Nanak naam chardi kala, tere bhaane sarbat da bhala. The phrase, which roughly translates to “In God’s will, we shall remain relentlessly optimistic in our commitment towards the betterment of all mankind,” sits at the heart of the Sikh religion, and Pardeep Singh Kaleka has said it tens of thousands of times over the course of his life. But while Kaleka memorized the expression as a kid, he would not come to truly understand its meaning for another three decades, when he found himself rebuilding his life in the wake of tragedy.
Growing up in Milwaukee, Kaleka, whose family moved to the United States from Punjab, India, in 1982, often played the role of cultural – and literal – translator for his immigrant parents. “We moved a lot and I had to learn how to fit in,” says Kaleka. “My father, who had a thick accent and wore a turban, didn’t always get that opportunity. So for those people who were not comfortable with him, I was often the one to bridge the gap. I was always the one to bring people together.”
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Kaleka’s ability to connect proved useful in the Milwaukee Police Department, where he served as a police officer for four years, and in Milwaukee Public Schools, where he taught at-risk youth for eight. But it wasn’t until Aug. 5, 2012, when a white supremacist entered the Sikh Temple of Wisconsin and fatally shot six members, including Kaleka’s father, that the 44-yearold decided to focus his life around building bridges. “In the hours following the shooting, so many different people and communities came together,” recalls Kaleka. “They all spoke this universal language of empathy. In that moment, I felt I had a choice. I could let this be a one-off or I could keep people together and help them navigate different languages, customs and cultures.”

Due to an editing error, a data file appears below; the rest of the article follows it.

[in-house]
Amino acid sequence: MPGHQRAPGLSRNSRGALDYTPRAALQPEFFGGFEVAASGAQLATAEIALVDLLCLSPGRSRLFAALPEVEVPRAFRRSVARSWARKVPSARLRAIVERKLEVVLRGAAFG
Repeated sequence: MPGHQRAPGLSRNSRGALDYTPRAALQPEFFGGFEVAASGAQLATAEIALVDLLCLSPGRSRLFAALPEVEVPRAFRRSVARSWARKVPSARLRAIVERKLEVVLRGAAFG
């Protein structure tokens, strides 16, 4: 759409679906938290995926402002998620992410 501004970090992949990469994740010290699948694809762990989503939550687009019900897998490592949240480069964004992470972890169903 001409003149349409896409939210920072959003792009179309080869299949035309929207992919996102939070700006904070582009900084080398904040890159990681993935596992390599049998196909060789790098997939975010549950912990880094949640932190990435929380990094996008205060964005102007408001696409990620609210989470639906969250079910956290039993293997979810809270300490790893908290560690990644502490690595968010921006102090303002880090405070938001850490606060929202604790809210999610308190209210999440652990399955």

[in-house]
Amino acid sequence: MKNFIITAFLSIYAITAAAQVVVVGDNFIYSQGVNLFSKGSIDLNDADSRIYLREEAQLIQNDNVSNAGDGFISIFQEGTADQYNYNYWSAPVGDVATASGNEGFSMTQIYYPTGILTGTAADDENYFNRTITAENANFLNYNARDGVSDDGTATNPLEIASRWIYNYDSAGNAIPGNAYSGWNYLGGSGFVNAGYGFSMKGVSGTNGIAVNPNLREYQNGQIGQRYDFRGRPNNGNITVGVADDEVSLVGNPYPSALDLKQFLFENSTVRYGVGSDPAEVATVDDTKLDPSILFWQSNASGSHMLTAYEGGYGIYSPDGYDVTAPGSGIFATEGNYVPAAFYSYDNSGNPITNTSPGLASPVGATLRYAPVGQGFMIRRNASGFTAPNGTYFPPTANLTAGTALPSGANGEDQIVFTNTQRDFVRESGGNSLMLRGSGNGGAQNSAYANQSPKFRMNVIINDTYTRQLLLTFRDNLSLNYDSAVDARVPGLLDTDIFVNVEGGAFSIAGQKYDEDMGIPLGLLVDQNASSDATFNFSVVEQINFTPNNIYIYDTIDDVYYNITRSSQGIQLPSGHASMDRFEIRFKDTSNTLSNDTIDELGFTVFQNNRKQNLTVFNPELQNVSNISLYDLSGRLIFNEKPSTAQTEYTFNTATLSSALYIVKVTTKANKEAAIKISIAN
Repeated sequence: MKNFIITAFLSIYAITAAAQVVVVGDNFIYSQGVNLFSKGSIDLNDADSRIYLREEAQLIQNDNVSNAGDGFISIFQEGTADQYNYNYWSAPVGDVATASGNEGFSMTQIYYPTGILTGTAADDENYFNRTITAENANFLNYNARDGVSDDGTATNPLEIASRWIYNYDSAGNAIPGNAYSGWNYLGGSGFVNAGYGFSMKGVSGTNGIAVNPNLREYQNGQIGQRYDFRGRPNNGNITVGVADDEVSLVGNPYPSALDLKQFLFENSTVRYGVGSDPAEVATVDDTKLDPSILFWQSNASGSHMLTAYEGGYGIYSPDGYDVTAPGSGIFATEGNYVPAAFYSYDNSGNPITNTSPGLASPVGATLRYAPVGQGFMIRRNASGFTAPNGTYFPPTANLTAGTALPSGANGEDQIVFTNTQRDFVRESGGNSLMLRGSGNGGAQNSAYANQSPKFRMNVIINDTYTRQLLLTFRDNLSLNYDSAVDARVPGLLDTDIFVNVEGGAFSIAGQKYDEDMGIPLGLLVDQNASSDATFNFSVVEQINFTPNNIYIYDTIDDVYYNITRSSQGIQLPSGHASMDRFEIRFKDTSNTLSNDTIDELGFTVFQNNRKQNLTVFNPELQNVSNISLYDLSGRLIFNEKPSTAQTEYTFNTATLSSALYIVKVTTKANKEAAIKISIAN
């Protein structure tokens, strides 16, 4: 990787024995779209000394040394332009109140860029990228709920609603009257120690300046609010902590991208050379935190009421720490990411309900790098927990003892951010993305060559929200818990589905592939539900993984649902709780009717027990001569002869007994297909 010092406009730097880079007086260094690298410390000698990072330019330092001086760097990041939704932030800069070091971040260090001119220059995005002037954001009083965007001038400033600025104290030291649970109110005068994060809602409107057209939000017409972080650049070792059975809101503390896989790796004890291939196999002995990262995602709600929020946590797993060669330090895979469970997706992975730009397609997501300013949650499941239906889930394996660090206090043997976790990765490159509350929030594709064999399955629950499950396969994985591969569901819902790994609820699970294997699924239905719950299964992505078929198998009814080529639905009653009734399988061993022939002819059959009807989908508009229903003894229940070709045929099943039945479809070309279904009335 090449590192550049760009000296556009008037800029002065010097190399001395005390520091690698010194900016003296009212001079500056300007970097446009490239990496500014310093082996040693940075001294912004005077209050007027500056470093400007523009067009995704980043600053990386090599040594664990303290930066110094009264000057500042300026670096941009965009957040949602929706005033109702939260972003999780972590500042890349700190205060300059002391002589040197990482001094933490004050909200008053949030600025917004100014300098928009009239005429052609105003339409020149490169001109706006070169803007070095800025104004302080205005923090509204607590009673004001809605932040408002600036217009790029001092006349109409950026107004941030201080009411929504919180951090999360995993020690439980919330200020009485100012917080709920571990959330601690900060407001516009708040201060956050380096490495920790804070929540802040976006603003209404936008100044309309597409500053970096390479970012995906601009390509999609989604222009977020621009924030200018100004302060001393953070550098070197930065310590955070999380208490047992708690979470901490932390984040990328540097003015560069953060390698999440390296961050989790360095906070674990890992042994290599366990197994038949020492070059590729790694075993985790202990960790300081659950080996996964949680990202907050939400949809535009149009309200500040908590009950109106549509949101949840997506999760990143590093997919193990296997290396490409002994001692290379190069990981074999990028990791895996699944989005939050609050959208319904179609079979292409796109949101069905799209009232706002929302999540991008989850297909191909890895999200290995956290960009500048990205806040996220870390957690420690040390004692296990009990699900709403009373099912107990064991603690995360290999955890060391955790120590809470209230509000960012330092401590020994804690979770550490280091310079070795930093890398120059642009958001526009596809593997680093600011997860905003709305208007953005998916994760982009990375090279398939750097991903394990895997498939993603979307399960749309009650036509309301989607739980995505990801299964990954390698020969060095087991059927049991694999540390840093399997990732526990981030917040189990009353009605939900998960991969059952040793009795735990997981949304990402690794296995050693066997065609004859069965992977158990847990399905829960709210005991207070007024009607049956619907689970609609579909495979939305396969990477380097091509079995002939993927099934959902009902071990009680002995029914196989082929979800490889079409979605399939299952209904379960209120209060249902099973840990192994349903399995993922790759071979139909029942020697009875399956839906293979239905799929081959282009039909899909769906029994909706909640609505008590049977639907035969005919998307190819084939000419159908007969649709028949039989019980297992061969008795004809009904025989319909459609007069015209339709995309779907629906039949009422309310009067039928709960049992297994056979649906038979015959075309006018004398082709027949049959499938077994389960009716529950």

Kaleka, perhaps unsurprisingly, chose the latter. He soon started giving talks on the power of empathy, and in 2018 Kaleka, along with former white supremacist Arno Michaelis, wrote The Gift of Our Wounds, a book that explores the power of forgiveness. A year later, in 2019, Kaleka was hired as the executive director of Interfaith Conference of Greater Milwaukee, a role he hopes will broaden the longstanding group’s reach. “I’m the first nonwhite, non-Christian executive director of Interfaith,” says Kaleka. “I took the job because I believe in the work, but I also took it because for America to feel welcoming to immigrants, people need to see themselves in institutions.” Last year, he also took on the executive director role of the Zeidler Group, a nonprofit that promotes civic discourse.
While it’s been difficult to build any kind of community during the coronavirus pandemic, Kaleka hasn’t lost sight of the work. Sometimes, he says, the most important connection is the one with yourself. “There are so many people struggling right now,” says Kaleka, “but living through this has also caused us to sit still and take in what’s really important. Maybe there’s purpose to this, too.” You might even call it chardi kala.
What work needs to be done to improve a sense of community in Milwaukee?
“When I first came to Milwaukee, what I observed was a city with a neighborhood feel; a feeling where you feel like you’re being raised by a village rather than living in fear of the village. And there’s work to be done: it has to focus on how we can get Milwaukee to feel like a village once again. How can we care for our neighbors’ children? We need to repair that. Not just the individual level, but a systemic one, too.”